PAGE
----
Last night I saw the recent movie Secretariat and thoroughly enjoyed it. The movie starts and ends with a quotation from Job 39, given below in the New Revised Standard Version.
“Do you give the horse its might? Do you clothe its neck with mane? Do you make it leap like the locust? Its majestic snorting is terrible. It paws violently, exults mightily; it goes out to meet the weapons. It laughs at fear, and is not dismayed; it does not turn back from the sword. Upon it rattle the quiver, the flashing spear, and the javelin. With fierceness and rage it swallows the ground; it cannot stand still at the sound of the trumpet. When the trumpet sounds, it says ‘Aha!’ From a distance it smells the battle, the thunder of the captains, and the shouting.”
In 2006 I created a collage based on Job 39 (which can be seen in my 6/12/10 posting) so I looked again at my picture and saw that I had illustrated the verses above with a photograph of a race horse. Then I looked at the racing colors of the horse and realized that it was SECRETARIAT. This either falls into the category of “Great minds think alike” or the leading of the Holy Spirit.
The story of Solomon given in I Kings 2-11 is a cautionary tale picturing one of the few examples of apostasy in the Bible, Old or New Testament. The dual before-and-after collages describing his sprititual decline are shown below. These were created this year on oval canvases mounted on 20″ x 24″ hardboard backings.
Solomon: The Sage
Solomon began his reign auspiciously with God giving him the wisdom of seven men as well as power and wealth beyond imagining. His wisdom is amply demonstrated by the collection of Proverbs ascribed to him. Images from this book surround his composite portrait.
Solomon: The Apostate
Unfortunately, his end was not as glorious as his beginning. Chapter 11 of I Kings tells us that he married many foreign women and adopted their pagan religions before he died. The images surrounding this portrait are taken from the Book of Ecclesiastes, which is about, and possibly by, Solomon. This book describes the various futile experiments of someone who has everything attempting to find ultimate meaning in life. The various sayings in Ecclesiastes can be described as anti-wisdom in that they demonstrate that the general truths of Proverbs regarding the fates of the wise and foolish do not always play out simply in this life. In this manner, the book resembles that of Job.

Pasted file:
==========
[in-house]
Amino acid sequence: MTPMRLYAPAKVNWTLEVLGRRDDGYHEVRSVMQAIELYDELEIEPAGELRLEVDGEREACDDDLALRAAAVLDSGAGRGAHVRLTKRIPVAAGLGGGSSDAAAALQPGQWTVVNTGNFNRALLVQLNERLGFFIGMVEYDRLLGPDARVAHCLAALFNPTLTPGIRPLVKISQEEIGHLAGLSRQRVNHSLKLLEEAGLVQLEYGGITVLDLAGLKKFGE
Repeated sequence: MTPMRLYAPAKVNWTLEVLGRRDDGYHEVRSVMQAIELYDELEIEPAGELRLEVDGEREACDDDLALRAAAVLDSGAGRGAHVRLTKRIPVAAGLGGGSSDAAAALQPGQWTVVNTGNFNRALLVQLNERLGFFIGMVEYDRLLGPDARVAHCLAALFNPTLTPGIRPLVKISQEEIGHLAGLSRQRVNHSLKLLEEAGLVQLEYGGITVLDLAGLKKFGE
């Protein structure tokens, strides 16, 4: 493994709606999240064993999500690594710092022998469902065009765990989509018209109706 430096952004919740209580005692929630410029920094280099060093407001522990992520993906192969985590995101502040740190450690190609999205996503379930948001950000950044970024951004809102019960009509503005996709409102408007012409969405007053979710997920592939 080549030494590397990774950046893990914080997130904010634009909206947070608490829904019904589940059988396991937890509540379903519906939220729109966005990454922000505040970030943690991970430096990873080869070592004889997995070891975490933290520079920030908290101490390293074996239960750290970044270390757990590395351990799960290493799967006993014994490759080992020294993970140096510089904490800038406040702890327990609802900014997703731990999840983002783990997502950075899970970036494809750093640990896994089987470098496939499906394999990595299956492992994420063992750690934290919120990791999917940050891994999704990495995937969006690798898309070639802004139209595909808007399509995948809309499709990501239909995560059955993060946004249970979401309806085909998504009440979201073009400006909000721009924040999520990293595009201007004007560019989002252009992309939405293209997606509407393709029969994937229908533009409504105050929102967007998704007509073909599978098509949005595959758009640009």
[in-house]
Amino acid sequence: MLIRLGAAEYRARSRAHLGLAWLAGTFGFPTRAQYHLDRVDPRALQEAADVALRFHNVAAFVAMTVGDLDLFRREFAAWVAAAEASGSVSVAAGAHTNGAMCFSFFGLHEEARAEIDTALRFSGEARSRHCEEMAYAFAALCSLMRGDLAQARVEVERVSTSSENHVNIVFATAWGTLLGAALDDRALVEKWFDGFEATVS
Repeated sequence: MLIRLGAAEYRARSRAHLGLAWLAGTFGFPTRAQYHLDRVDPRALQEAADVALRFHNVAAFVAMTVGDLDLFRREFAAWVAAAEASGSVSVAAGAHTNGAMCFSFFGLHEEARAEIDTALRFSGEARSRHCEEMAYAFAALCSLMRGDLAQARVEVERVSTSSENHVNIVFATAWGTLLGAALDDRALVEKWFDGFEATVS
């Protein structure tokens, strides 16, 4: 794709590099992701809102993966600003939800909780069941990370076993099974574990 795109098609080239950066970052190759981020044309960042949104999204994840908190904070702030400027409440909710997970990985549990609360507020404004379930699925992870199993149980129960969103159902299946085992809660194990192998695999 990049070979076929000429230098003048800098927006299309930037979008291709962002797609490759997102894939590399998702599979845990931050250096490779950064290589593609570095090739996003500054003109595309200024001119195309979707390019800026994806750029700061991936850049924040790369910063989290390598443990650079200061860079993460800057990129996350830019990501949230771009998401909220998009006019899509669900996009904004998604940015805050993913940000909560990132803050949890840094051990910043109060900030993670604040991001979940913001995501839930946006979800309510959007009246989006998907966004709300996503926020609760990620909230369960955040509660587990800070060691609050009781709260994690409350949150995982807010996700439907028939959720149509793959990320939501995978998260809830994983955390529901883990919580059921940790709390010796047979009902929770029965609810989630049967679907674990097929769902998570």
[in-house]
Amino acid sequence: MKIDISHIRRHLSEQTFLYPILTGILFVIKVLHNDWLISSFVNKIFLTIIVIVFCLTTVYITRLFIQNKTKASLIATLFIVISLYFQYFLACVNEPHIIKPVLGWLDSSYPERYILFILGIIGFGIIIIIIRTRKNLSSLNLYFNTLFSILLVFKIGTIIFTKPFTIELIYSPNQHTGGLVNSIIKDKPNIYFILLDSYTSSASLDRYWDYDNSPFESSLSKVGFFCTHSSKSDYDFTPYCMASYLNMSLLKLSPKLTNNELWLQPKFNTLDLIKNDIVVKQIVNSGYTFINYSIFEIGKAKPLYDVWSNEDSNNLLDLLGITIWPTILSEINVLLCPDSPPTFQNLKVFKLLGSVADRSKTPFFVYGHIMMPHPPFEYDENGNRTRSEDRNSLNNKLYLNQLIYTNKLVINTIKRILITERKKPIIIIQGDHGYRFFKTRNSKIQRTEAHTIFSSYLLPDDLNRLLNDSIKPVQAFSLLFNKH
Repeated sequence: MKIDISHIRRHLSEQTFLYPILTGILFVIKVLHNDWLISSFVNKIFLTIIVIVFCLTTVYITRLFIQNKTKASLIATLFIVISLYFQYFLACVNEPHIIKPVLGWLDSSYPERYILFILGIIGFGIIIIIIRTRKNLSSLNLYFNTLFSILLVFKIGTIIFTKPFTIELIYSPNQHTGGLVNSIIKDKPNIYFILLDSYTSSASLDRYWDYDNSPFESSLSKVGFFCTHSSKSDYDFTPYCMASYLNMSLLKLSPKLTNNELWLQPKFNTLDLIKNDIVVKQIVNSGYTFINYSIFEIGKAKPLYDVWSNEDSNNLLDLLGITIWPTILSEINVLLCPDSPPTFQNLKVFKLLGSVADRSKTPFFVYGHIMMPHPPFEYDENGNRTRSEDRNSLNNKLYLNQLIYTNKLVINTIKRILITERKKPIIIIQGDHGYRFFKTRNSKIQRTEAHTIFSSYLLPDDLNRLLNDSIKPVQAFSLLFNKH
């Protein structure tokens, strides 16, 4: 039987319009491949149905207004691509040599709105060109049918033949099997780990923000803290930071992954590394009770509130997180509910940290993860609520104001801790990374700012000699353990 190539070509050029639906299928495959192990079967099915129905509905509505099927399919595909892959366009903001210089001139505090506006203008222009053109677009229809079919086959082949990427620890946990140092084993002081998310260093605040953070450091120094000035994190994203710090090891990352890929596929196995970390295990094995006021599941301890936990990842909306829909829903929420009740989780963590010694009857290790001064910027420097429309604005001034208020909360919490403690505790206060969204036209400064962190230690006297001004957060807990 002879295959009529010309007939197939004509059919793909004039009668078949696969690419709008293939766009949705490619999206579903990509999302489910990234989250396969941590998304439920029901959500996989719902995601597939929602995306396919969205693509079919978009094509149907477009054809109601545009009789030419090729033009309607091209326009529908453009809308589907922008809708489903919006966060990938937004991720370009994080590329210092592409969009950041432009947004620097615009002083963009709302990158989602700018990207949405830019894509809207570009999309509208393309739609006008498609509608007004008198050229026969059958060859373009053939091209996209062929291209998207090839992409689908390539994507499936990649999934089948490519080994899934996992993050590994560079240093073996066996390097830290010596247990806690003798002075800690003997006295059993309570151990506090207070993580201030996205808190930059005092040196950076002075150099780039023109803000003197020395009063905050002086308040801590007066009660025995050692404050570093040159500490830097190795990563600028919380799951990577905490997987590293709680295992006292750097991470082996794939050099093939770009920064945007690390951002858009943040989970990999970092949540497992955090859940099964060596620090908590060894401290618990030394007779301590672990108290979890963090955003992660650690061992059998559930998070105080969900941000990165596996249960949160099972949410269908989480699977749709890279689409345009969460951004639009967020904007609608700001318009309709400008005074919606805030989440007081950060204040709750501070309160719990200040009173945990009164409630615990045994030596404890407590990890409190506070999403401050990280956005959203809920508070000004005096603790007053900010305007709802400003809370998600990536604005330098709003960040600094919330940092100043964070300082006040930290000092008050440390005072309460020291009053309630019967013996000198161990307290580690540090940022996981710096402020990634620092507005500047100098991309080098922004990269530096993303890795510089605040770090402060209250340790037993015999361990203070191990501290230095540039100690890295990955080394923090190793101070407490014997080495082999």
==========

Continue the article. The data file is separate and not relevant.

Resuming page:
As with Job, however, the author does not resort to nihilism but, as one author has said, “He is even skeptical about his own skepticism.” This phenenomenon plays itself out in the literary structure of Ecclesiastes in that each section, however negative in tone, concludes by coupling a cynical statement such as “All is vanity and a striving after the wind” with a positive qualifier such as “there is nothing better than that all should enjoy the work God has given them.”
I am always on the lookout for inexpensive alternatives to stretched canvases as backings for my collages. I came across some interesting, and cheap, 10″ x 10″ wooden frames with recessed mirrors in the center at IKEA and used twelve of them to create a series centering on key incidents found in Genesis-Joshua, before the Jews settled in the promised land. The scripture references are given with the titles in case you wish to look up the relevant Bible passages.
Mail Order Bride (Genesis 24)
Highway to Heaven (Genesis 28:10-22)
Night Wrestling (Genesis 32)
Bushfire (Exodus 3)
All Decked Out (Exodus 28 & 39)
Calf Casting (Exodus 32)
The Big 10 (Exodus 34)
Encamped (Numbers 2)
Twice Struck (Numbers 20)
Sympathetic Healing (Numbers 21)
A Memorial Forever (Joshua 4)
“And Blow Your House Down” (Joshua 6)
The fascinating and perplexing story of this love triangle is narrated in II Samuel 11. Interestingly, there are many parallels between this story and Nathaniel Hawthorne’s The Scarlet Letter. In both, an apparently godly man of prominence in the community has a secret affair with a married woman resulting in a child. He admits his guilt publically at the end of the story. In Hawthorne’s novel, each of the main characters is missing one key component of a balanced personality. In the case of Pastor Dimmesdale it is the will, Hester is short on intellect, and her husband Chillingworth shows little emotion. (An alert reader will see the same deficiencies even more obviously in Dorothy’s friends in The Wizard of Oz.) Hawthorne may have deduced these character flaws in the original Biblical account since it is obvious that David’s problem is indeed a will too weak to resist temptation, and Uriah does seem to be lacking in emotional content. Bathsheba is somewhat of a cipher, and we don’t know if her actions result from the cold calculations of a scheming temptress wanting to better her situation, or just reflect someone willing to “go with the flow” of events.